Each time I return to the states after being in Costa Rica I notice myself feeling low. I notice that I easily judge myself for not carrying the high from my travels back home. It can feel easy to associate the joy I experience running freely barefoot on the beach, the yumminess I feel laying in the sunshine, and the peace I feel in the quiet of the jungle with who I am. Consequently when I fail to feel those same emotions running errands in traffic in a rainy city, I question if the “travel me” ever even existed.
It’s perhaps even worse when I’m dissatisfied or unhappy while traveling. How can I not be my best self when I’m in the environment where I’ve been my best self before? How can I not relax and ease in the moment I’m on a beautiful beach?
Since beginning my yoga practice two years ago, I understood that ups and downs are inevitable in life. One day the sun will shine and the next a storm will roar. Someone may sing my praises and in a second another will tear me down. I knew that I had the power to choose happiness regardless of these outside circumstances. However that often left me feeling more frustrated. If I know that I have the capacity to feel good anywhere, why can’t I make myself feel good anywhere?!
When I began studying the yoga sutras in my yoga teacher training at Pavones Yoga Center, I found a beautiful, gentler perspective. The second sutra reads “yogash chitta vritti nero dhah” which I interpret as “when we embrace the oneness in duality, witnessing the fluctuations, feeling the fluctuations, accepting the fluctuations, without attaching ourselves to the fluctuations, we find greater expansiveness in all that is.”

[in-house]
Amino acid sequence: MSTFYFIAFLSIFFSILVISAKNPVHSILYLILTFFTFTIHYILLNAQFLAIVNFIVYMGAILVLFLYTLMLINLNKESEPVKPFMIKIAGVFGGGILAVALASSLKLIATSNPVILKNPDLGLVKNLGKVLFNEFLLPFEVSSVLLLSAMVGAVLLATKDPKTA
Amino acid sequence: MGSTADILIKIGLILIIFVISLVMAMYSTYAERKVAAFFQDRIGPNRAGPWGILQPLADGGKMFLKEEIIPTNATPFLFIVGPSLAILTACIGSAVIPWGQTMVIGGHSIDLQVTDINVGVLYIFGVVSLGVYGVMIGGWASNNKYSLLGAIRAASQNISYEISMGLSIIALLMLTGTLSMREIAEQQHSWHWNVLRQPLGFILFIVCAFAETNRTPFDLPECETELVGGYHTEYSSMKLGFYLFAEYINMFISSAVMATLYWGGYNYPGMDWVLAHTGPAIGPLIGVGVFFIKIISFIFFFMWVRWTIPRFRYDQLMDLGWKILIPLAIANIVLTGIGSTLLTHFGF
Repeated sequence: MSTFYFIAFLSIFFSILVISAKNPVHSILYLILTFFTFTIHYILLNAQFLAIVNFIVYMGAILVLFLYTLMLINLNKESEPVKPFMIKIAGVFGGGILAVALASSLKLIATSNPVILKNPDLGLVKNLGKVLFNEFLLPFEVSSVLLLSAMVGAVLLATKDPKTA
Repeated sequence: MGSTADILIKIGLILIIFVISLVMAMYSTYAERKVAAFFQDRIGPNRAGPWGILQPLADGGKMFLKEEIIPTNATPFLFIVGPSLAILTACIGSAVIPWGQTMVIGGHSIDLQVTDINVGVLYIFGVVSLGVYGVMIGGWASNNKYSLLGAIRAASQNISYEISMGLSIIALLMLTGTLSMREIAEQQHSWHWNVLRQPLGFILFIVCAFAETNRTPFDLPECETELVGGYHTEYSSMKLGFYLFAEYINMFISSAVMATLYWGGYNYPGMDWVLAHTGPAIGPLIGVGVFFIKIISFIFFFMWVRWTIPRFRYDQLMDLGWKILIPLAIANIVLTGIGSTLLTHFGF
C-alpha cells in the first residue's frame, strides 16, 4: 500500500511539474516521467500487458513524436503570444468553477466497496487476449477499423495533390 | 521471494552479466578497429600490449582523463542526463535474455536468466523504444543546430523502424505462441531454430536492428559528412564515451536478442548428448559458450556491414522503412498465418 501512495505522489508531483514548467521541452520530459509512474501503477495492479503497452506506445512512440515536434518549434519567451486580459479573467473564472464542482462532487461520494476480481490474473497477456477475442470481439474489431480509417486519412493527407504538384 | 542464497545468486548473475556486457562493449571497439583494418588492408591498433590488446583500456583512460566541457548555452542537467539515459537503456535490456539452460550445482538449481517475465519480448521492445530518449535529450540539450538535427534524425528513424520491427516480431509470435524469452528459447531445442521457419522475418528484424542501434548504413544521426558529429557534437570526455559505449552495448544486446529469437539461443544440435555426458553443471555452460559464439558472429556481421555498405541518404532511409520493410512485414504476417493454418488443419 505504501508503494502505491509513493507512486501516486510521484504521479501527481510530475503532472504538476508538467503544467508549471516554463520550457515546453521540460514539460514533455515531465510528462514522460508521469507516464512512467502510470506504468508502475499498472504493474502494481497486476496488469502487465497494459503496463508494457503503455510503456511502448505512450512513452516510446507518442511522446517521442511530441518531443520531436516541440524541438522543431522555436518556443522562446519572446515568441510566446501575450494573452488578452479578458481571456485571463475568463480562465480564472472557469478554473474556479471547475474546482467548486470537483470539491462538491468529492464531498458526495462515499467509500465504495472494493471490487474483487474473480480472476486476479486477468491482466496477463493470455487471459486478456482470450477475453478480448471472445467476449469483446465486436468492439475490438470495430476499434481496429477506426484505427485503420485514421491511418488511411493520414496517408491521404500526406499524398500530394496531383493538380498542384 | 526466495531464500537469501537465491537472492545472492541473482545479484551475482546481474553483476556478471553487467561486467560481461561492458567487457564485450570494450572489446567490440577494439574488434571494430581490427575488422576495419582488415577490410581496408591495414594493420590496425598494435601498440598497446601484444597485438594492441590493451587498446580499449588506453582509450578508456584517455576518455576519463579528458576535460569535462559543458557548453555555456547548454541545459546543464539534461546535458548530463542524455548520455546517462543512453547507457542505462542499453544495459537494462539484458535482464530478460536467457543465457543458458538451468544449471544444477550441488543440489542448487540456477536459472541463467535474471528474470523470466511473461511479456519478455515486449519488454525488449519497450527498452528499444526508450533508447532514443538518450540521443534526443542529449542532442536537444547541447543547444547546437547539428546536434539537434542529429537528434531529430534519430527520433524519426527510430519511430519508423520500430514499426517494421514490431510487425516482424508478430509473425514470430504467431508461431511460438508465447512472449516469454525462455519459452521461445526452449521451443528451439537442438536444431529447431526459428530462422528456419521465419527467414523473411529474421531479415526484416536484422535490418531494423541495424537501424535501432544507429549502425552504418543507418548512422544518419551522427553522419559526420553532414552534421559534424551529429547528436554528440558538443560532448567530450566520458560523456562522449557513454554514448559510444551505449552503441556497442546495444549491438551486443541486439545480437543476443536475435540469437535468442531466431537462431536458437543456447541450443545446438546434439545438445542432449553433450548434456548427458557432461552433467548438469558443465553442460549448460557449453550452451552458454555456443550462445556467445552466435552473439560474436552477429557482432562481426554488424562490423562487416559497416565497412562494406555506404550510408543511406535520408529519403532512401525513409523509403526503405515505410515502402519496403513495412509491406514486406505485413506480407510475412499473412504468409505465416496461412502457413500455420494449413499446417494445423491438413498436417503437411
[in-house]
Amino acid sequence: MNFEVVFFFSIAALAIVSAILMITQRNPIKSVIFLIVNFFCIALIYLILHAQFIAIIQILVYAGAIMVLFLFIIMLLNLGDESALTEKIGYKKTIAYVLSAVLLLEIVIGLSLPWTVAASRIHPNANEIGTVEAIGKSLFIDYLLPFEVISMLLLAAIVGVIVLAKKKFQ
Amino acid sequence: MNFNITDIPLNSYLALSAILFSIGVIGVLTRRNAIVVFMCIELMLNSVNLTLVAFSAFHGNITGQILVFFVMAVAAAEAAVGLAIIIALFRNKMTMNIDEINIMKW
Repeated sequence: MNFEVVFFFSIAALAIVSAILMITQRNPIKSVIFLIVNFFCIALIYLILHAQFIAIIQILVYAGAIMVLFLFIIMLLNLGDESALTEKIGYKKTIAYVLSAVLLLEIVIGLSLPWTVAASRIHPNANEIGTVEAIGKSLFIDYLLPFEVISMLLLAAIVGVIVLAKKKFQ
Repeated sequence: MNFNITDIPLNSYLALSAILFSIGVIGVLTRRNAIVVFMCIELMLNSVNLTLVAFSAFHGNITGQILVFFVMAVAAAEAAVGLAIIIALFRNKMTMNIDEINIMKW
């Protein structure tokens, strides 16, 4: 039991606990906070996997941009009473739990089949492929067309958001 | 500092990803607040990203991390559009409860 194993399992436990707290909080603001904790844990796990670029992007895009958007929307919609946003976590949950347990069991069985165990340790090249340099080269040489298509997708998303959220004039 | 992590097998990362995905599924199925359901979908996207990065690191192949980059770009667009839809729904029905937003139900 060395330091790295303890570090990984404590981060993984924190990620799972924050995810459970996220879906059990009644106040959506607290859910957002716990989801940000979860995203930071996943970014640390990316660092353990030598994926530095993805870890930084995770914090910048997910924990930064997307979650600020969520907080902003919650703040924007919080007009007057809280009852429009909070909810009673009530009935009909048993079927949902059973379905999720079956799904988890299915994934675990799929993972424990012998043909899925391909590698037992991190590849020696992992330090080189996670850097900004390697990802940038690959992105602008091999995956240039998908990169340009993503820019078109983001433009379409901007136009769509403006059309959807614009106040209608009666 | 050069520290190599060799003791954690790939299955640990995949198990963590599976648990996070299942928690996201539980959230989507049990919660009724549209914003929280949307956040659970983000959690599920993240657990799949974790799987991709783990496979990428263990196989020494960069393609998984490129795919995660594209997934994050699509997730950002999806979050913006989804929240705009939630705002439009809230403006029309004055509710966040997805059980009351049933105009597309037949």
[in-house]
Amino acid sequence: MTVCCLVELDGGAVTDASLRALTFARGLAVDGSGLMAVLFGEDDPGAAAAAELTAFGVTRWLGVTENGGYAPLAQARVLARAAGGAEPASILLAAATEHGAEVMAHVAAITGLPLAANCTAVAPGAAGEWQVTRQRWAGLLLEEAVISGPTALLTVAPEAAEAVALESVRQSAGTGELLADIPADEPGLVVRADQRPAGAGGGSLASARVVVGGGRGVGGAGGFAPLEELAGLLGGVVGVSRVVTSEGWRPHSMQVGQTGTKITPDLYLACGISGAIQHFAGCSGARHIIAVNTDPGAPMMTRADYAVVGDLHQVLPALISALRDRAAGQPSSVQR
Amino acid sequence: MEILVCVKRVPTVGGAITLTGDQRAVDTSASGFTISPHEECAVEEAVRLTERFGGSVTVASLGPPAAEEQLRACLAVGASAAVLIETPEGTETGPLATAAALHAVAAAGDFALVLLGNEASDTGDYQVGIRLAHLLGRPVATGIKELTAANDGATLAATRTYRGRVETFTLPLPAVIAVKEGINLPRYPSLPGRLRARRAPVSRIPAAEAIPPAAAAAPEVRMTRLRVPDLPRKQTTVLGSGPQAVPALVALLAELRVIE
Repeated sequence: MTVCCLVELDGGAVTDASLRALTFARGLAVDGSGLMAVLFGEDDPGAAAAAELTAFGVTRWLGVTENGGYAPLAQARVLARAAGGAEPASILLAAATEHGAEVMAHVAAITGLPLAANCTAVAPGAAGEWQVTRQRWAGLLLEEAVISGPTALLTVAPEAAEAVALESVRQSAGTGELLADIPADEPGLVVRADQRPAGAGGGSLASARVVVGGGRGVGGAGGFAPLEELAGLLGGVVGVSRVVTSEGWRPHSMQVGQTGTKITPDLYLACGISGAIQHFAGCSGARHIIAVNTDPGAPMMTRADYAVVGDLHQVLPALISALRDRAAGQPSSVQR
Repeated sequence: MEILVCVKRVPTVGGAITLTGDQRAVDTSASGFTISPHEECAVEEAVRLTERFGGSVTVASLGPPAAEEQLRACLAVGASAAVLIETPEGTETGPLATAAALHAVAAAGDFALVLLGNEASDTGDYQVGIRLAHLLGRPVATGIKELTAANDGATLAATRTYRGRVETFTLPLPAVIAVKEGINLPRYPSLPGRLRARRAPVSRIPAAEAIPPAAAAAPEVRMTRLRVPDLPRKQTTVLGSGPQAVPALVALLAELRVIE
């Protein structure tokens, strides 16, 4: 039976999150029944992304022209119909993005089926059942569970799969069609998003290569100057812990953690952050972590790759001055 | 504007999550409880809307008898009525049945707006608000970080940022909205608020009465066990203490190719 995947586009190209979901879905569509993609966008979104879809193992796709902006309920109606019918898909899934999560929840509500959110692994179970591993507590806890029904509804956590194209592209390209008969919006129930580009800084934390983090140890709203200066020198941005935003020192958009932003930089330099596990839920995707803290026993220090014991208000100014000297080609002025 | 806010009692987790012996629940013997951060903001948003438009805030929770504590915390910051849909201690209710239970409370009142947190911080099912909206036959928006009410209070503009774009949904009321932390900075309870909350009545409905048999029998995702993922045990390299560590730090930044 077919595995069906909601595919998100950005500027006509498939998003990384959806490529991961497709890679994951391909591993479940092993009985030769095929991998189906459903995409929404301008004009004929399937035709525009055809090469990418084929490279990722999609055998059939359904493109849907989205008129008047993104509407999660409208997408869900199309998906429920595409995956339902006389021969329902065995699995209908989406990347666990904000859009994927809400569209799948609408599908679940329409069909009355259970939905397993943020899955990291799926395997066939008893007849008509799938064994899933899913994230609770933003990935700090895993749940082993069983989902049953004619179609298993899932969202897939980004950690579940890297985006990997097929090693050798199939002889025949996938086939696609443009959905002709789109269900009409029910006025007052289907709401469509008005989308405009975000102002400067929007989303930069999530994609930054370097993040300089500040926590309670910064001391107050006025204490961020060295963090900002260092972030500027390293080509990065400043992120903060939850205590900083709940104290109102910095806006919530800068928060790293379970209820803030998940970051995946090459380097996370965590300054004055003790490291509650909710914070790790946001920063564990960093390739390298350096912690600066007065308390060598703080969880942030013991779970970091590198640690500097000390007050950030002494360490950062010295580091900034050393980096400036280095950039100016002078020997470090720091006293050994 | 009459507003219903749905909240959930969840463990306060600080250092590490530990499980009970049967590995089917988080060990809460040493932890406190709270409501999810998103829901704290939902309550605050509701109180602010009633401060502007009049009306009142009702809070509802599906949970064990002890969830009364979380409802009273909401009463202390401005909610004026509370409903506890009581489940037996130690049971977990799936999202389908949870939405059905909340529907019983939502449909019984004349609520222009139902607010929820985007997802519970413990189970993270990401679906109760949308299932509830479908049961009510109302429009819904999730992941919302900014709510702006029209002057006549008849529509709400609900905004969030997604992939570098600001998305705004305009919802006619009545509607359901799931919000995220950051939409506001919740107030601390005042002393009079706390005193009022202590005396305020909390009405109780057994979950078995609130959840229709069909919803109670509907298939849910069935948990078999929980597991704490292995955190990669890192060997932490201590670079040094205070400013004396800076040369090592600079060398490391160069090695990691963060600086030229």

The fluctuations are inevitable. Everything in the world has an opposing force. However in labeling things as good or bad, acceptable or unacceptable, desirable or undesirable, pleasurable or painful, we experience joy when the positive things happen and suffering with the negative things happen. However what actually made us feel happy or unhappy lay in the significance we applied to the experience, while the experience itself remains neutral.
The meaning I have chosen to assign to this ancient chant as it pertains to my life is as follows: if I acknowledge the beauty in opposites and the wholeness in everything, allowing myself to experience the highs and lows that will inevitably happen, without attaching judgment or my perception of who I am to them, I allow myself to find greater expansion in how I experience happiness and peace.
In other words, we can feel the wave, ride the wave, be one with the wave, without becoming the wave.